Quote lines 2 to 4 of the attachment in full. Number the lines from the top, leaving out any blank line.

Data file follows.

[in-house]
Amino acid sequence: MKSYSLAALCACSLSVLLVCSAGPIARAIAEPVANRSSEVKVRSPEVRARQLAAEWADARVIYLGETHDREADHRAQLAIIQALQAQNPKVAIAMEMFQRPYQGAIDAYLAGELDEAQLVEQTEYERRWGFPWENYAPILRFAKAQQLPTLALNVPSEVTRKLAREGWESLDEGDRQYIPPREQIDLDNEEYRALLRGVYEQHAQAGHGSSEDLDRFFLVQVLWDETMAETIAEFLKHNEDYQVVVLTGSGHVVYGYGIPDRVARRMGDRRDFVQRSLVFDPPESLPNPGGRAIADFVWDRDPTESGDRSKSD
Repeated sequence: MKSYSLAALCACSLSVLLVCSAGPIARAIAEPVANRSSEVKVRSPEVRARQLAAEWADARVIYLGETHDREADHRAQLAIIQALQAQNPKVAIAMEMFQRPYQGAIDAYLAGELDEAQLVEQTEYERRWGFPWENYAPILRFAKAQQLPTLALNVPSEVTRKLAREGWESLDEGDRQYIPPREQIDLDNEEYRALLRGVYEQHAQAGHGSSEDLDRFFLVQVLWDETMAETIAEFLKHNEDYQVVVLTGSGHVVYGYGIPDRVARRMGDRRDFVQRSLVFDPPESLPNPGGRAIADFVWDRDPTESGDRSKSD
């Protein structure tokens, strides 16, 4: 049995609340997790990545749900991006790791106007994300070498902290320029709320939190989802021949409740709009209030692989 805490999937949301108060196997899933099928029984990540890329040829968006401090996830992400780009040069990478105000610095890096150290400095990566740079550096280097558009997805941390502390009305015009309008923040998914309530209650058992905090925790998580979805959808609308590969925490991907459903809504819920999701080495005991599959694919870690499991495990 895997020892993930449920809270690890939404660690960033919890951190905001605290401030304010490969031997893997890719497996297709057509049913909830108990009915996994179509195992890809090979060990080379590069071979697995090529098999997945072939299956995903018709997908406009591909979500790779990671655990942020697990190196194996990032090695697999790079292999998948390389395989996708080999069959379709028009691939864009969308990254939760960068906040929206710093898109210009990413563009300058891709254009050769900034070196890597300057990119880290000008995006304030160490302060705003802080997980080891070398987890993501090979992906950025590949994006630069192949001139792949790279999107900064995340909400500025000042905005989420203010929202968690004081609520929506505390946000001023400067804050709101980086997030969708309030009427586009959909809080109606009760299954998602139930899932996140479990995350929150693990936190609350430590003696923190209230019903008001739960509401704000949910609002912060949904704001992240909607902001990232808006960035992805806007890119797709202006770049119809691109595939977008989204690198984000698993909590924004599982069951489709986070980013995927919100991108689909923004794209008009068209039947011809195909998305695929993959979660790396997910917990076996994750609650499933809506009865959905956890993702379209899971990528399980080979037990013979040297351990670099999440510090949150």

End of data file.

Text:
Amino acid sequence: MKSYSLAALCACSLSVLLVCSAGPIARAIAEPVANRSSEVKVRSPEVRARQLAAEWADARVIYLGETHDREADHRAQLAIIQALQAQNPKVAIAMEMFQRPYQGAIDAYLAGELDEAQLVEQTEYERRWGFPWENYAPILRFAKAQQLPTLALNVPSEVTRKLAREGWESLDEGDRQYIPPREQIDLDNEEYRALLRGVYEQHAQAGHGSSEDLDRFFLVQVLWDETMAETIAEFLKHNEDYQVVVLTGSGHVVYGYGIPDRVARRMGDRRDFVQRSLVFDPPESLPNPGGRAIADFVWDRDPTESGDRSKSD
Repeated sequence: MKSYSLAALCACSLSVLLVCSAGPIARAIAEPVANRSSEVKVRSPEVRARQLAAEWADARVIYLGETHDREADHRAQLAIIQALQAQNPKVAIAMEMFQRPYQGAIDAYLAGELDEAQLVEQTEYERRWGFPWENYAPILRFAKAQQLPTLALNVPSEVTRKLAREGWESLDEGDRQYIPPREQIDLDNEEYRALLRGVYEQHAQAGHGSSEDLDRFFLVQVLWDETMAETIAEFLKHNEDYQVVVLTGSGHVVYGYGIPDRVARRMGDRRDFVQRSLVFDPPESLPNPGGRAIADFVWDRDPTESGDRSKSD
């Protein structure tokens, strides 16, 4: 049995609340997790990545749900991006790791106007994300070498902290320029709320939190989802021949409740709009209030692989 805490999937949301108060196997899933099928029984990540890329040829968006401090996830992400780009040069990478105000610095890096150290400095990566740079550096280097558009997805941390502390009305015009309008923040998914309530209650058992905090925790998580979805959808609308590969925490991907459903809504819920999701080495005991599959694919870690499991495990 895997020892993930449920809270690890939404660690960033919890951190905001605290401030304010490969031997893997890719497996297709057509049913909830108990009915996994179509195992890809090979060990080379590069071979697995090529098999997945072939299956995903018709997908406009591909979500790779990671655990942020697990190196194996990032090695697999790079292999998948390389395989996708080999069959379709028009691939864009969308990254939760960068906040929206710093898109210009990413563009300058891709254009050769900034070196890597300057990119880290000008995006304030160490302060705003802080997980080891070398987890993501090979992906950025590949994006630069192949001139792949790279999107900064995340909400500025000042905005989420203010929202968690004081609520929506505390946000001023400067804050709101980086997030969708309030009427586009959909809080109606009760299954998602139930899932996140479990995350929150693990936190609350430590003696923190209230019903008001739960509401704000949910609002912060949904704001992240909607902001990232808006960035992805806007890119797709202006770049119809691109595939977008989204690198984000698993909590924004599982069951489709986070980013995927919100991108689909923004794209008009068209039947011809195909998305695929993959979660790396997910917990076996994750609650499933809506009865959905956890993702379209899971990528399980080979037990013979040297351990670099999440510090949150």